3 tsp baking powder
1 tsp salt 
12 ounces (300-330 ml) beer


Mix dry ingredients
Add beer and mix with wooden spoon until a dough is formed
Pour dough into greased loaf pan and bake 50-60 mins.


Thursday, April 3, 2014

Easy Pesach Coconut Macaroons

I love cooking and baking. Could you tell? At the same time, there are some things that I just don't make. There are actually lots of things that I don't prepare.  I used to want to cook and bake everything but learned that with a family, a job and a life besides cooking, that some things are not worth the time, especially if you can buy them or have a friend or family member who can make it instead. Examples? Kreplach: after spending a ton of time in the kitchen only to have a 12 little sad things floating in my soup when I can just buy a package that tastes better and takes no time. Gnocci-same! Sushi, I cheat and make Sushi Salad and have children that make it sometimes but no matter what it tastes better from the Sushi place.  

Until this very moment in time, macaroons fell into that category. I remember, every year my mom buying the canned macaroons that were small, over-moist and sickly sweet and I never did care for them much. Then one year, I had a palate-opening experience. Gitel's a kosher bakery in Chicago in the 1980's, opened it's new premisis just before Pesach and they were selling these large, fluffy, delectable macaroons. I then discovered that I like macaroons. After that year, those airy and tasty macaroons disappeared into thin air, never to be seen again until I came to Israel in 1986, you couldn't find the sticky canned stuff any where but every bakery and supermarket was filled with these puffy, fluffy, delicious coconut delights.  

So, again...why should I make them? Even with the inflated and crazy prices, there is so much other work for Pesach, so who needs to make something that can be bought. The truth, I would have never thought of making them but ironically, now, in the middle of using up all my Hametz food, I found myself stuck with an opened bag of coconut to use up and decided to experiment.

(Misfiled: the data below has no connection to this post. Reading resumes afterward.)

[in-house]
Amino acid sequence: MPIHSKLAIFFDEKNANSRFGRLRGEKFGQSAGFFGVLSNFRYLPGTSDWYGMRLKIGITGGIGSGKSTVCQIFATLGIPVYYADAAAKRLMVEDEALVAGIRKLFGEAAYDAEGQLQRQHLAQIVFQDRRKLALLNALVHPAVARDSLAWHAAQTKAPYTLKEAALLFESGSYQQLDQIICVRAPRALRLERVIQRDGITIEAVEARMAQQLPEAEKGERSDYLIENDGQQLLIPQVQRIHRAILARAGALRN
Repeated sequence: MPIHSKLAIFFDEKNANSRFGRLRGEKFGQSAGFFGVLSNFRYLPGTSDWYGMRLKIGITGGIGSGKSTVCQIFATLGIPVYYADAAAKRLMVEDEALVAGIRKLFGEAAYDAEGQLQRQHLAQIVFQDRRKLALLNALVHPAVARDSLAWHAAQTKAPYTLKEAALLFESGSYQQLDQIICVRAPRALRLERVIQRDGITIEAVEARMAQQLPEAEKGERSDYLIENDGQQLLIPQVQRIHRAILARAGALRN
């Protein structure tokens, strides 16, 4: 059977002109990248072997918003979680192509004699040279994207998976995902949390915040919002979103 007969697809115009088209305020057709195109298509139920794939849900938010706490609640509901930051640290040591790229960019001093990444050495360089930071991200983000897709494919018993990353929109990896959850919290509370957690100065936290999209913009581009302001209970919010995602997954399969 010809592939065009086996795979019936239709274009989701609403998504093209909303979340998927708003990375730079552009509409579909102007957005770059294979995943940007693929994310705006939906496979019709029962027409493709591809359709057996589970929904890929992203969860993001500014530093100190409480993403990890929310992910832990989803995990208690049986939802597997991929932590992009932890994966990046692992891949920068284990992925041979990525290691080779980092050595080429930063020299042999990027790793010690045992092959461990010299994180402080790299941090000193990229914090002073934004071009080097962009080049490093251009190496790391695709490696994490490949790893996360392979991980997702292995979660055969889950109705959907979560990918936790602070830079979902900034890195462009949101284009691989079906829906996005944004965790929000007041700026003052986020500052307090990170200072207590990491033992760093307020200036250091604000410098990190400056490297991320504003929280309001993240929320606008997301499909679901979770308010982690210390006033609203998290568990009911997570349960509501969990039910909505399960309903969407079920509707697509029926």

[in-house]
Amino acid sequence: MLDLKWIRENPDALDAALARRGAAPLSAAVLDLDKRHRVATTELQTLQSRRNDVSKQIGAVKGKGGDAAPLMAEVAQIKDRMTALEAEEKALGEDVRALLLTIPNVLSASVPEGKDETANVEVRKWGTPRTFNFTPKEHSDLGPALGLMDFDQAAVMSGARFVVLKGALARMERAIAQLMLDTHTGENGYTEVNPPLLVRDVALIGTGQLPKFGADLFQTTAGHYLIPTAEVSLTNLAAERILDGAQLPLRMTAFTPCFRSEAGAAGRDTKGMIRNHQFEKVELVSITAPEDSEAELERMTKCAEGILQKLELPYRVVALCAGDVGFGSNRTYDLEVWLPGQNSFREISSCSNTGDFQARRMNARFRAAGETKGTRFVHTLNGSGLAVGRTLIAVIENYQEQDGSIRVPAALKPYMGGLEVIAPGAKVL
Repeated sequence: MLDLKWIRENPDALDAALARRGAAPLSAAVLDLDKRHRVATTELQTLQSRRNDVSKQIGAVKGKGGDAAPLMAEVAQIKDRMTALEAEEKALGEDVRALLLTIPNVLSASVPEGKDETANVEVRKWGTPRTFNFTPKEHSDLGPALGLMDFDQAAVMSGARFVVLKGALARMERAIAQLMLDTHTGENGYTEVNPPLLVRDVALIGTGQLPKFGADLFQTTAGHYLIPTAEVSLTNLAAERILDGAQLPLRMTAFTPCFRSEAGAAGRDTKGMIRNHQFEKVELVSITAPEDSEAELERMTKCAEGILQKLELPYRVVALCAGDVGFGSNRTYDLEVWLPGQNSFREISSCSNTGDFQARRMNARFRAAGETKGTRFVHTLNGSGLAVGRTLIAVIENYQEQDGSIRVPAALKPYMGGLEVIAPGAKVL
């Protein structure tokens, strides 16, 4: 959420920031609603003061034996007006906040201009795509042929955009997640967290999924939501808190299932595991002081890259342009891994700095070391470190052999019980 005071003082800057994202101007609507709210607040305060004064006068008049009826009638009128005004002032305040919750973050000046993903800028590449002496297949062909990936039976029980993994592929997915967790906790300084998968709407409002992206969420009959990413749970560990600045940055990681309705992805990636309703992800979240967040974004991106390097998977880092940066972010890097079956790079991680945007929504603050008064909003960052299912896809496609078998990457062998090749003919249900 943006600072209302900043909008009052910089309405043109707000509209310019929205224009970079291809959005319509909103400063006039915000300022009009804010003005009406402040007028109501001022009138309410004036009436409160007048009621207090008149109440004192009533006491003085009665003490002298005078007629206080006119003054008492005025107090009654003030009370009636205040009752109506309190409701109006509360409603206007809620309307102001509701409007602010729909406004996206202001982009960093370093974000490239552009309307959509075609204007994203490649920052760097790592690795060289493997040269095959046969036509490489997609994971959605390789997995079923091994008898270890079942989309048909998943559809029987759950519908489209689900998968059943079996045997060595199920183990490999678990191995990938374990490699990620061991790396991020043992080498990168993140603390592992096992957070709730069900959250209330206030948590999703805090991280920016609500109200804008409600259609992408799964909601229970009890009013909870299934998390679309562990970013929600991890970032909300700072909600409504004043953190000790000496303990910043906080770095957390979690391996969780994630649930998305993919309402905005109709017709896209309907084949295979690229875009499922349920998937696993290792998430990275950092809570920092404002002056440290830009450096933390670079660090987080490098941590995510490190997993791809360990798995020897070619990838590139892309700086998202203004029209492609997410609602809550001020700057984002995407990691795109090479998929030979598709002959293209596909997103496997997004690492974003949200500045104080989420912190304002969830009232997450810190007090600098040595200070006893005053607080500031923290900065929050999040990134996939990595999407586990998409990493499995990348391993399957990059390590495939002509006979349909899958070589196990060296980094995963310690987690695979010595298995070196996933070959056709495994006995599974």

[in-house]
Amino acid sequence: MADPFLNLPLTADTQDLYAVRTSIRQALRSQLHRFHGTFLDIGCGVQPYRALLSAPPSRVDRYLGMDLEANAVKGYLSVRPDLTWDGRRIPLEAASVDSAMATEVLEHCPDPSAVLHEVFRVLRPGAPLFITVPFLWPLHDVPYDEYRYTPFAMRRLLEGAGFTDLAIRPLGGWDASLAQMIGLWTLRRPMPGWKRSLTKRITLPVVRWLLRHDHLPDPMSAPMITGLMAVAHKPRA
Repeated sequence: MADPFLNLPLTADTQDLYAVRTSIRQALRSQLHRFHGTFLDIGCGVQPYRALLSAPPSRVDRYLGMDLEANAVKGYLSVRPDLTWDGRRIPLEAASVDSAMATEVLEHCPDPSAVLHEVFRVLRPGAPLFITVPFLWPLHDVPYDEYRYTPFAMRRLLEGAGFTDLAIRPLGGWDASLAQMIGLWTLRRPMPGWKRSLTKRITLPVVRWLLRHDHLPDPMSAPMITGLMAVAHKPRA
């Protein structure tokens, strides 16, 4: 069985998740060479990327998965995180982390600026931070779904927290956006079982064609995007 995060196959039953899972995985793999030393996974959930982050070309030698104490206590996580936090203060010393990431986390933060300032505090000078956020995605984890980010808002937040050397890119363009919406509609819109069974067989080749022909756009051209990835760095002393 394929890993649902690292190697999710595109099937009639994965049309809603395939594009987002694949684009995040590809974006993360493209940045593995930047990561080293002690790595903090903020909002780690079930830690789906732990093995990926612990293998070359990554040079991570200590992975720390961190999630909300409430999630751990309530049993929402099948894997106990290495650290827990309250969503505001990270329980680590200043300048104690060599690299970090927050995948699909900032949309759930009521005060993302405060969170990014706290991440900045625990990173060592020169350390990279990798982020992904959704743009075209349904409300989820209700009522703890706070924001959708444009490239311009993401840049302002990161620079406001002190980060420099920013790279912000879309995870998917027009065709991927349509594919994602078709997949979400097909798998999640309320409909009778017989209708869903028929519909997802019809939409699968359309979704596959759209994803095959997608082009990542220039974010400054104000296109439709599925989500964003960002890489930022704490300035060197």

Well, they came out delicious! Not as pretty as the store bought ones but light and not too sweet. I'm still not sure if I'll make them for Pesach but I will definitely consider it if time permits.


3 cups unsweetened, shredded coconut
4 egg whites
1/2 cup sugar
1 teaspoon vanilla extract
pinch salt


Heat oven to 180 C (350 F)
Whip up egg whites until peaks form.
 Gradually add sugar vanilla and salt and whip some more until well-blended
Mix coconut into egg white mixture
Form into balls and bake until lightly browned for 15-20 minutes

Makes 20-24 cookies

Wednesday, April 2, 2014

Baked Tuna-Potato Patties for Pesach and All Year Round

Hi All. I'm on a roll here with three posts in a little over a week. I can hear the applause and feel that back patting! I am now in my mode of operation that I call creative procrastination. It basically means that I do lots of productive things but not necessarily those on the top of my priority list. This translates to cooking and blogging instead of Pesach cleaning.

 Next Monday night we are throwing a Sheva Brachot  with four other families and one of the dishes I need to prepare is

Tuna Patties. This recipe is based on a recipe that I got from my neighbor Judy but I have adapted it slightly.  I hadn't made these in ages as maybe two family members would eat them and because as the original recipe called for frying which I try to avoid. Well, lately I have been baking more and more "frying" recipes with amazing results including this one. So without any further ado (Drum Roll) the recipe!